This week, the Office of the Attorney General for the District of Columbia, along with the Federal Trade Commission (FTC) and 46 agencies from 38 states, shut down the operators of a massive and long-running charity fundraising phone scam. These scammers bombarded 67 million consumers with 1.3 billion deceptive fundraising calls (mostly illegal robocalls) and duped generous Americans into donating more than $100 million to charities that never delivered the services they promised.
Consumers received calls asking them to give to charities that supposedly supported homeless veterans, victims of house fires, breast cancer patients, or children with autism—but the fundraising companies making the calls knew that these organizations spent little or none of that money on the causes they claimed to support. Instead, the fundraising companies themselves kept as much as 90 cents out of every dollar they collected on behalf of the charities.
Under the terms of a settlement, which are now pending court approval, the remaining active group of companies behind this scam will be forced to shut down. The owners and senior managers of the fundraising companies will also be required to pay back hundreds of thousands of dollars they collected through the deceptive charitable solicitations, and funds will be directed to legitimate charities that support similar causes. Many of these individuals will be permanently barred from raising money for charity, telemarketing to sell goods or services, using robocalls in any form of telemarketing, using abusive calling practices, or making any misrepresentation about a product or service.
This group of scammers is being held accountable, but there are others out there. That’s why it’s important to donate wisely and make sure your donations to charity will make a difference.
Check out charities before you give
Here are things you can do to avoid scams and make sure charities you donate to are using your money the way you expect:
- Research a charity online through online independent sources like IRS Select Check, BBB Wise Giving Alliance, Charity Navigator, GuideStar, and the National Center for Charitable Statistics.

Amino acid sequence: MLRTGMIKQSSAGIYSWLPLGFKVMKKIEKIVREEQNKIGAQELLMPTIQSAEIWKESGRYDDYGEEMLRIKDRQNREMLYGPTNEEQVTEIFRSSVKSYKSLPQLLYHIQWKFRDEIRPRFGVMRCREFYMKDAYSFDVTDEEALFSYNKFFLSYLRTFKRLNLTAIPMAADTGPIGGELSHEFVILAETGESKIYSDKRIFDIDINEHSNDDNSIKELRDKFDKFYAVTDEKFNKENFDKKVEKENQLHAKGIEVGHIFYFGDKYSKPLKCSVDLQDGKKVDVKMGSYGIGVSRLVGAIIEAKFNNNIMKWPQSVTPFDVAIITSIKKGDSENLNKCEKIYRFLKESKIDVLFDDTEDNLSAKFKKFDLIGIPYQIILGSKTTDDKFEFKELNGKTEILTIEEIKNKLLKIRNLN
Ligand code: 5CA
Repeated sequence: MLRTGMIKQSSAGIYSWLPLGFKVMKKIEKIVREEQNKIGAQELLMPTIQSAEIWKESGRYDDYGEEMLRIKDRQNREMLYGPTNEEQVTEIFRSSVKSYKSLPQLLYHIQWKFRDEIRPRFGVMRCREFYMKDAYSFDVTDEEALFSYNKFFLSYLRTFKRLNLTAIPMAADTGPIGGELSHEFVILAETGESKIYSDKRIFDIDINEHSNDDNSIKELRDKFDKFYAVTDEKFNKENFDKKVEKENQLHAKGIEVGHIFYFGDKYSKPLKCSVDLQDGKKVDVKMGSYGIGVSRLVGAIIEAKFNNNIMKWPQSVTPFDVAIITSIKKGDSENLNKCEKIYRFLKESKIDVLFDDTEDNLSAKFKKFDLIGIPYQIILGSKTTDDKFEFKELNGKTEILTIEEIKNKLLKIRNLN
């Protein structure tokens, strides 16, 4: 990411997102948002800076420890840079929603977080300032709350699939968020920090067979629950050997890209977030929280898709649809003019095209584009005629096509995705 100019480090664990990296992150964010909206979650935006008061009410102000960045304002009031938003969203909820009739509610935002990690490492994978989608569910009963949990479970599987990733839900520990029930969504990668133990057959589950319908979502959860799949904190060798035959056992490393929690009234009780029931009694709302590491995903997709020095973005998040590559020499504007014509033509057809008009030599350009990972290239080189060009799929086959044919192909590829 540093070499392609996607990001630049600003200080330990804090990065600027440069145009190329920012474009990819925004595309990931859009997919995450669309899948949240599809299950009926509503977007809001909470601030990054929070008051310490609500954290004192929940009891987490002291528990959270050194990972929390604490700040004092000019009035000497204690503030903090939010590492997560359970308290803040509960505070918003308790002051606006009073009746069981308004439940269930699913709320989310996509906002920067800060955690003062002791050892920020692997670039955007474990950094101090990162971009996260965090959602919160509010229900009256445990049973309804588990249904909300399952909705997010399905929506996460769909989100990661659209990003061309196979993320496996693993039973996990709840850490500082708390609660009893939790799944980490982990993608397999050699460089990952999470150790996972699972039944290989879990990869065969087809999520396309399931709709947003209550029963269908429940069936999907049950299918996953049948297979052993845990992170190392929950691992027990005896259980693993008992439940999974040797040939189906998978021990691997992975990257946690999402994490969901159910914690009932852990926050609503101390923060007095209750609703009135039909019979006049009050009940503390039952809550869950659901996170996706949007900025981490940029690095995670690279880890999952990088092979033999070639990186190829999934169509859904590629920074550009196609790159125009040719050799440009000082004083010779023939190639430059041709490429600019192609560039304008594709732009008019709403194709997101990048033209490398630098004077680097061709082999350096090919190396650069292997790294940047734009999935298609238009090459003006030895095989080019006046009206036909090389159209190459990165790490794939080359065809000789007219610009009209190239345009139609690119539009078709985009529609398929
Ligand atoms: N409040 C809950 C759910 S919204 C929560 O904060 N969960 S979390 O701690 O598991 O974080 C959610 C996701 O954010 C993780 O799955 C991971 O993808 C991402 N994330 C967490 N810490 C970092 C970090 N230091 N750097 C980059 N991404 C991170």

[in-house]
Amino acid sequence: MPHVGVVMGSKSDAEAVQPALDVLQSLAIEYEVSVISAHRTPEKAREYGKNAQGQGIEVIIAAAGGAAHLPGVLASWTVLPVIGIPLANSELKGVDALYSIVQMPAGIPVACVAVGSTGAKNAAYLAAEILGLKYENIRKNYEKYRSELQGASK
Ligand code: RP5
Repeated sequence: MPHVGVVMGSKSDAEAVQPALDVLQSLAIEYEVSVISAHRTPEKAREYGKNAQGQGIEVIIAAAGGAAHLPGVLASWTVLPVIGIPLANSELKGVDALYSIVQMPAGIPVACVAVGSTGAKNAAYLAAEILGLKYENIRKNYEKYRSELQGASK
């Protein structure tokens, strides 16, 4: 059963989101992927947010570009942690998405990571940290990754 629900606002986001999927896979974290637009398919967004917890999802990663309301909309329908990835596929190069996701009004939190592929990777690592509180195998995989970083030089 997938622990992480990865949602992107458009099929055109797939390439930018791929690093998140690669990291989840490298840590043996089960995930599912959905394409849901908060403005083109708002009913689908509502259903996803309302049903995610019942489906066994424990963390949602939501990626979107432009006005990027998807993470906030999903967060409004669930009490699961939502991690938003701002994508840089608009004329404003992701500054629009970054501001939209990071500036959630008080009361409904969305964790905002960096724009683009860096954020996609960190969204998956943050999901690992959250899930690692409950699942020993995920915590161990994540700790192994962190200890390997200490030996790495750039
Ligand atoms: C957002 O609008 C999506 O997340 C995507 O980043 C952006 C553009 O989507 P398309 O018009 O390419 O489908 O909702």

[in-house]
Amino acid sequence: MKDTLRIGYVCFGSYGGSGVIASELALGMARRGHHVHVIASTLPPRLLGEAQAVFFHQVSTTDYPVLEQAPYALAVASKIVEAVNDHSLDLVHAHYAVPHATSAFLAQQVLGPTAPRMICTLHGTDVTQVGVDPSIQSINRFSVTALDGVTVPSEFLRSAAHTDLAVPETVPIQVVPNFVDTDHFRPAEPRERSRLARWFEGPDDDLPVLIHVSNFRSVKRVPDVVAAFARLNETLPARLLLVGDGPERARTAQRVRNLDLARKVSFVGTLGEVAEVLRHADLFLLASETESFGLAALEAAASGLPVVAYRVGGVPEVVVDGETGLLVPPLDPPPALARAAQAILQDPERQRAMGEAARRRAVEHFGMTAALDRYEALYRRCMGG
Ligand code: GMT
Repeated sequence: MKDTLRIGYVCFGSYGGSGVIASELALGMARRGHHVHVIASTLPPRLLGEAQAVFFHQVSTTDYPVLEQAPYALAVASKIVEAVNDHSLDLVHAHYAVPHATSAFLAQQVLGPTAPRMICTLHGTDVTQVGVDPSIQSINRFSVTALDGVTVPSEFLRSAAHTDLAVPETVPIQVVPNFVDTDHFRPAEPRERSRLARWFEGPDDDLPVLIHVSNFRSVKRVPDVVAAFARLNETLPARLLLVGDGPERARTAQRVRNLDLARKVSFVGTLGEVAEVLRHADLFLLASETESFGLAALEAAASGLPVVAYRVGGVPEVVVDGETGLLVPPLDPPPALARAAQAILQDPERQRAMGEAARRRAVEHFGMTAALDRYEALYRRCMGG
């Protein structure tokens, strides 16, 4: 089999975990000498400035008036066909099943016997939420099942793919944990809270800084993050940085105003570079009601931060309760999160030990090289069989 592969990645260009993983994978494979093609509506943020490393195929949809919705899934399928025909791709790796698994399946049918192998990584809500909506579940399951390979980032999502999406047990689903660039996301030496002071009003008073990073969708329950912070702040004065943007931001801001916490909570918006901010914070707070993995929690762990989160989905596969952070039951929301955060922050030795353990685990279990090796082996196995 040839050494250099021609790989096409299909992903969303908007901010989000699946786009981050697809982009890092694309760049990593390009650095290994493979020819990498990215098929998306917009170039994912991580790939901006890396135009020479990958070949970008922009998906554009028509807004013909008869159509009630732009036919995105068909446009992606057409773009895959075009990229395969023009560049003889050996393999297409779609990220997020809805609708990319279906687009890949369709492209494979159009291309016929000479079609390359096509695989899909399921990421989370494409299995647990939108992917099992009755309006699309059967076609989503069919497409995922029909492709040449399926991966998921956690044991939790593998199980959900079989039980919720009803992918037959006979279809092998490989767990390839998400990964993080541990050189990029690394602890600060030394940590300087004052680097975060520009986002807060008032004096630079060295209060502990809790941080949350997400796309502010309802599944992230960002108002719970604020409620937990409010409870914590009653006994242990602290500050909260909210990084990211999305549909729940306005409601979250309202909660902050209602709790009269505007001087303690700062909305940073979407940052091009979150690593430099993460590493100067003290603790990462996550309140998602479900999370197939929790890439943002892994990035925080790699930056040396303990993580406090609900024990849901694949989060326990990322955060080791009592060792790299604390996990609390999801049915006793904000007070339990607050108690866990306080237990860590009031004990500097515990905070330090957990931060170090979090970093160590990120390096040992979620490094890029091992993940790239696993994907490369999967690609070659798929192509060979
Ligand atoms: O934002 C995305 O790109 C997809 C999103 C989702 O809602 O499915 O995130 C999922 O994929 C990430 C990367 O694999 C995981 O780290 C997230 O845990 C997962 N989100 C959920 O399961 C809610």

- Ask questions—a legitimate charity, or fundraising company calling on behalf of a legitimate charity, should be able to give you the organization’s official name, address, telephone number, mission, and information about how your charitable donation will be used.
- Search the charity’s name online with the words “scam” or “complaint.” See what other people say about it.
Warning signs—charities to avoid
Here are some warning signs that tell you that a charity may not be legitimate, and you should avoid donating to them:
- The charity makes vague sentimental claims and can’t tell you specifically how your donation will be used.
- The charity asks for your payment via a money order or cash. (Never donate using cash, gift card, or wire transfer. Use a credit card whenever possible.)
- The charity tries to rush you into donating immediately and offers to send a courier to collect your contribution.
- The organization uses a name that sounds very similar to another charity’s name. Scam artists often try to take advantage of names that sound or look like those of respected, legitimate charities, which is why it’s important to do some research.
If you see these warning signs or you’re just not sure about a charity, consider donating to another organization. There are many excellent organizations that will use your donations well.
If you believe you have been the victim of charity fraud or encountered a fraudulent solicitation, report it to OAG by:
- Texting “COMPLAINT” to 202-738-5212 and following the prompts
- Messaging OAG using the chat feature at: oag.dc.gov/consumer
- Submitting a complaint online at: https://oag.dc.gov/consumer-protection/submit-consumer-complaint
- Calling (202) 442-9828
- Emailing email@example.com
Learn more about how to avoid unwanted robocalls here: https://oag.dc.gov/blog/operation-call-it-quits-strengthening-efforts-stop
The Office of the Attorney General works to educate District residents about their consumer rights, responds to individual consumer complaints, and takes appropriate law enforcement action when possible. Learn more about your rights and how to protect yourself against scams at oag.dc.gov/ConsumerProtection.